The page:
On behalf of, and in partnership with Maine Department of Education, the Maine Teacher of the Year program is administered by Educate Maine, a business-led organization whose mission is to champion college, career readiness, and increased education attainment. Funding is provided by Bangor Savings Bank, Dead River Co., Geiger, Hannaford, the Maine Lottery, the Silvernail Family, and Unum, with support from the State Board of Education and the Maine State Teacher of the Year Association.

The Maine Teacher of the Year program is committed to a nomination and selection process that ensures people of all backgrounds are represented.  Educate Maine and the Maine Department of Education champion that commitment by encouraging the nomination of educators from all culturally diverse experiences and backgrounds.

“We are proud to administer the Maine Teacher of the Year program in collaboration with the Maine Department of Education,” said Dr. Jason Judd, Educate Maine Executive Director. “Our unique program is a partnership between business and education designed to honor the good work of teachers, elevate the profession, provide professional growth opportunities and amplify the voice of classroom teachers.  The network of State and County Teachers of the Year is a valuable resource for our state and we often call upon their expertise to guide and inform our work.”

“We are grateful for our partnership with Educate Maine and for their commitment to a program that elevates the voice and role of Maine educators,” said Commissioner Makin. “We are also grateful for our sponsors and the network of Maine’s County and State Teachers of the Year for their ongoing advocacy and leadership.”

Through the generous support of Maine businesses, there is no cost to the local district when the Teacher of the Year is out of the classroom on their official duties, which includes representing educators state-wide and nationally through safely distanced in-person and virtual events that highlight the important work of Maine schools, communities, and educators.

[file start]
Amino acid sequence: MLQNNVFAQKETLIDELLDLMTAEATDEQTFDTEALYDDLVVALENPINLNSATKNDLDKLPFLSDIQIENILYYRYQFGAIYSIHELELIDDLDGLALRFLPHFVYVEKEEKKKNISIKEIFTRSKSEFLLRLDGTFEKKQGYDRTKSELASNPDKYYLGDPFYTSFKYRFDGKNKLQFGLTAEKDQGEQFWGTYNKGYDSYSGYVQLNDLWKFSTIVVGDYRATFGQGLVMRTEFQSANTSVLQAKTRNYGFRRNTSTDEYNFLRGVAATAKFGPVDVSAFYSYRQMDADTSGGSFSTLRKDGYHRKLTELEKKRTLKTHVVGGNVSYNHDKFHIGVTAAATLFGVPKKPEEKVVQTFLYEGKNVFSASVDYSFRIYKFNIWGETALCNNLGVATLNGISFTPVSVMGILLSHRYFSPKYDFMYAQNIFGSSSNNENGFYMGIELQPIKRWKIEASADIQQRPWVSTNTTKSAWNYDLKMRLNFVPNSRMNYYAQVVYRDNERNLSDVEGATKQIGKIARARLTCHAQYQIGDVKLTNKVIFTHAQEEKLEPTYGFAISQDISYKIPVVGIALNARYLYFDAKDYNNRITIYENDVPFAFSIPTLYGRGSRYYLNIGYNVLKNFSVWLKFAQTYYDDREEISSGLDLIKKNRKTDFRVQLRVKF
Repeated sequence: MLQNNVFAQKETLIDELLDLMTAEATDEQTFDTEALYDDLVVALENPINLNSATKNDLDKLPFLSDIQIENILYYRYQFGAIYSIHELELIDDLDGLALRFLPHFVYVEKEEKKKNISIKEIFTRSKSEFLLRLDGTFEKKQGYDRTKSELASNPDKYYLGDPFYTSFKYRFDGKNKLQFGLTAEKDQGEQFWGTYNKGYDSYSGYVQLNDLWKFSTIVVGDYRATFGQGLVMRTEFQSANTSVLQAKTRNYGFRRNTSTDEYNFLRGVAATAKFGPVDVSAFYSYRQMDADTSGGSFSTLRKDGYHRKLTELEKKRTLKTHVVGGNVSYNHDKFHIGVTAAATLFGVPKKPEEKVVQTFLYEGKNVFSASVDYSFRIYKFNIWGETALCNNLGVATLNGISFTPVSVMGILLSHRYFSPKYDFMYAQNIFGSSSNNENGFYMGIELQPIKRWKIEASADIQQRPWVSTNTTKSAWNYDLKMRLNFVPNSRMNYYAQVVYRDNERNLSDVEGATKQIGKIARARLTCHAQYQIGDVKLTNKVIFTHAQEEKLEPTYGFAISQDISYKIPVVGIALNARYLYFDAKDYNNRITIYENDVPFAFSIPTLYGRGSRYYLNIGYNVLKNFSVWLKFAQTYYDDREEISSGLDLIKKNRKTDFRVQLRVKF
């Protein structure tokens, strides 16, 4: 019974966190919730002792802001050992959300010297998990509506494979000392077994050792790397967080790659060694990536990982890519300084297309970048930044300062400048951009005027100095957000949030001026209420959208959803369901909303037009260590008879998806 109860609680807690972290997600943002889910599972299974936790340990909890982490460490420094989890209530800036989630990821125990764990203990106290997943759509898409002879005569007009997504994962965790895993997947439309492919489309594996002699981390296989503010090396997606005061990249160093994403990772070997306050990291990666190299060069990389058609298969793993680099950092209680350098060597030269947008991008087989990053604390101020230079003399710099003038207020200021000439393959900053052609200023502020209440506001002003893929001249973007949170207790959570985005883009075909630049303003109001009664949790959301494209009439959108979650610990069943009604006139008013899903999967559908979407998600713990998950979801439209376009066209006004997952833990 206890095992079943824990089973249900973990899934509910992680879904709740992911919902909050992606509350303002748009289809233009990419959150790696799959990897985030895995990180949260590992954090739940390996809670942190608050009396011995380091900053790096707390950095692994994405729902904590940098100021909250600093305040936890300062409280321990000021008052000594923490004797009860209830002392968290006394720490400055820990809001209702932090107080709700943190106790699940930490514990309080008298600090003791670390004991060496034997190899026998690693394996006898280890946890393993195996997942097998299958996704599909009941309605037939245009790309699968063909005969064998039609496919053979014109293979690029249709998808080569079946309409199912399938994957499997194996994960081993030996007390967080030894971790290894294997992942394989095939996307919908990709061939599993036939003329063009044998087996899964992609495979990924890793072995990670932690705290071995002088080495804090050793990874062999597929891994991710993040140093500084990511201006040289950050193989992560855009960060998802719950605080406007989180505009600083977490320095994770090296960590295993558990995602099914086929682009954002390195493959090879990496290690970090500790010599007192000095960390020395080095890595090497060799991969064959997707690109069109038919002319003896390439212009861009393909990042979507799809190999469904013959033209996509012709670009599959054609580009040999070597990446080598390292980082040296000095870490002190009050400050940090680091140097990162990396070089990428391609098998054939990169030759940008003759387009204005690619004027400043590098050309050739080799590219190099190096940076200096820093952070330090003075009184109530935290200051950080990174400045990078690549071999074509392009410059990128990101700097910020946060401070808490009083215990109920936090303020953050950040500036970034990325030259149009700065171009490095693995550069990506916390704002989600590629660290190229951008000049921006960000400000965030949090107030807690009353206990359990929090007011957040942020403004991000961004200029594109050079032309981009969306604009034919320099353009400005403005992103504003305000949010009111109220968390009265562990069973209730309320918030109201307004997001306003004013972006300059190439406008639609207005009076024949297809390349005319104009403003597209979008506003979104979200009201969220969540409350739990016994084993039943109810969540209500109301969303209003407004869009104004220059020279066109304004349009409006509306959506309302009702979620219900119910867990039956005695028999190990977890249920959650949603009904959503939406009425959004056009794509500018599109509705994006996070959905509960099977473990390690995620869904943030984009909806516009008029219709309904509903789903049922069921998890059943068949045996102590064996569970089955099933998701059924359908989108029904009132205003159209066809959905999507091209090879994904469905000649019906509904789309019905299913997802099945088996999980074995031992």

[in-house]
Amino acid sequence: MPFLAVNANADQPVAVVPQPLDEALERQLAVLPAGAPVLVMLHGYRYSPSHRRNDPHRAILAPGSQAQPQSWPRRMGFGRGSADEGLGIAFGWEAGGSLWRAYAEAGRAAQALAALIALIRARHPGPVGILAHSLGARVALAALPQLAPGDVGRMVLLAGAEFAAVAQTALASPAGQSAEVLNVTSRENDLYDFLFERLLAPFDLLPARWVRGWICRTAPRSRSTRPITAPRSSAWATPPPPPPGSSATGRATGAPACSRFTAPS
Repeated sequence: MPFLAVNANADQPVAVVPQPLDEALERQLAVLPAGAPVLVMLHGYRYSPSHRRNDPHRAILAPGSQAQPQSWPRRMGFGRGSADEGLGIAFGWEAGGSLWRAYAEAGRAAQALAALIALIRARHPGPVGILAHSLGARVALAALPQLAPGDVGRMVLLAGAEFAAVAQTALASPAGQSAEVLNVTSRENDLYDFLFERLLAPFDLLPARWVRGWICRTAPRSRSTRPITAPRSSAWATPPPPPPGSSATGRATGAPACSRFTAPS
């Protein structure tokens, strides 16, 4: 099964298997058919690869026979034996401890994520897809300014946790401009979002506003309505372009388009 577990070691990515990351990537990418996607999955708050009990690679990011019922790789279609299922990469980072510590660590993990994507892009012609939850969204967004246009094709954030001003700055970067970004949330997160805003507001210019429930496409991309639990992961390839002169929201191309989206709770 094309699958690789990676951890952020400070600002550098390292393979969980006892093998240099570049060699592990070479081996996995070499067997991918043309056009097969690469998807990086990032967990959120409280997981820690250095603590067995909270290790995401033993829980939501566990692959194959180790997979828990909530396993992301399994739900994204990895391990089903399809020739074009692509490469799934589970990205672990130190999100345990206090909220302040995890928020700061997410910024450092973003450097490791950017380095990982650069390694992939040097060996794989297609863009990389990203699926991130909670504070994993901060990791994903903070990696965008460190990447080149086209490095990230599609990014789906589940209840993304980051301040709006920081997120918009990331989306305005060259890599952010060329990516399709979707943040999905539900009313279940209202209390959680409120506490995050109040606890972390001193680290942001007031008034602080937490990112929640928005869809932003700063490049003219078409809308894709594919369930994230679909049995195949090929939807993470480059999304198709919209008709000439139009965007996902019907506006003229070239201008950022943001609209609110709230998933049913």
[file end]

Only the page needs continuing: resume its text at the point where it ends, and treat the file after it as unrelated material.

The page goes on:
For more information about the Maine Teacher of the Year program, visit the Maine Teacher of the Year website.

Media Contact: Dolly Sullivan, Educate Maine at dolly@educatemaine.org

 

U.S. DOE Announces Joint Temporary Action with U.S. DOT to Help Address School Bus Driver Labor Shortage

The U.S. Department of Transportation in coordination with the U.S. Department of Education has announced that the Federal Motor Carrier Safety Administration (FMCSA) is giving states the option of waiving the portion of the commercial driver’s license (CDL) skills test that requires applicants to identify the “under the hood” engine components. All other components of the written and road test will remain.

This announcement aims to alleviate some of the labor shortage challenges schools are facing and is one of many resources the U.S. Department of Education continues to provide to safely keep schools open for full-time, in-person learning.

“This Administration is listening to the needs of school communities and remains committed to making sure schools are open safely for in-person learning full time,” said U.S. Secretary of Education Miguel Cardona. “We’ve heard from educators and parents that labor shortages, particularly of bus drivers, are a roadblock to keeping kids in schools. Today’s announcement will give states the flexibility they need to help increase the pool of drivers, who are a key part of the school community, and get kids to school safely each day where students learn best. And American Rescue Plan funds can be used to hire these critical staff, including offering increased compensation or other incentives to recruit and retain staff.”

“This federal waiver will help states that are short on bus drivers,” said U.S. Transportation Secretary Pete Buttigieg. “By allowing states to focus on the testing requirements that are critical to safety, we will get additional, qualified drivers behind the wheel to get kids to school safely.”

Drivers receiving a CDL under this temporary waiver are permitted to operate intrastate school buses only; they are not authorized to operate trucks, motorcoaches, or any other type of commercial motor vehicle requiring a CDL.

The FMCSA waiver, which became effective Jan. 3, 2022, expires March 31, 2022. Read the full release from the U.S. Department of Education here.

Prepare to Become a School Bus Driver in Maine:

  1. Contact your local school district, Career and Technical Sites/Center, Adult Education Programs, or all to ask when the next School Bus Driver class begins. Some local classes are free.
  2. Study Section 10, School Buses, of the Maine Commercial Driver License Manual: https://www.maine.gov/sos/bmv/licenses/cdlmanual.pdf
  3. Call Maine Bureau of Motor Vehicles about commercial driver license (CDL) requirements, application, exam schedules, or extent of the Federal waiver. The direct contact for Maine BMV’s CDL Examination Section is 207-624-9000 ext, 52122. Between January 3, 2022 and March 31, 2022, the Federal waiver impacts a portion, not all, of the overall pre-trip inspection exam requirement.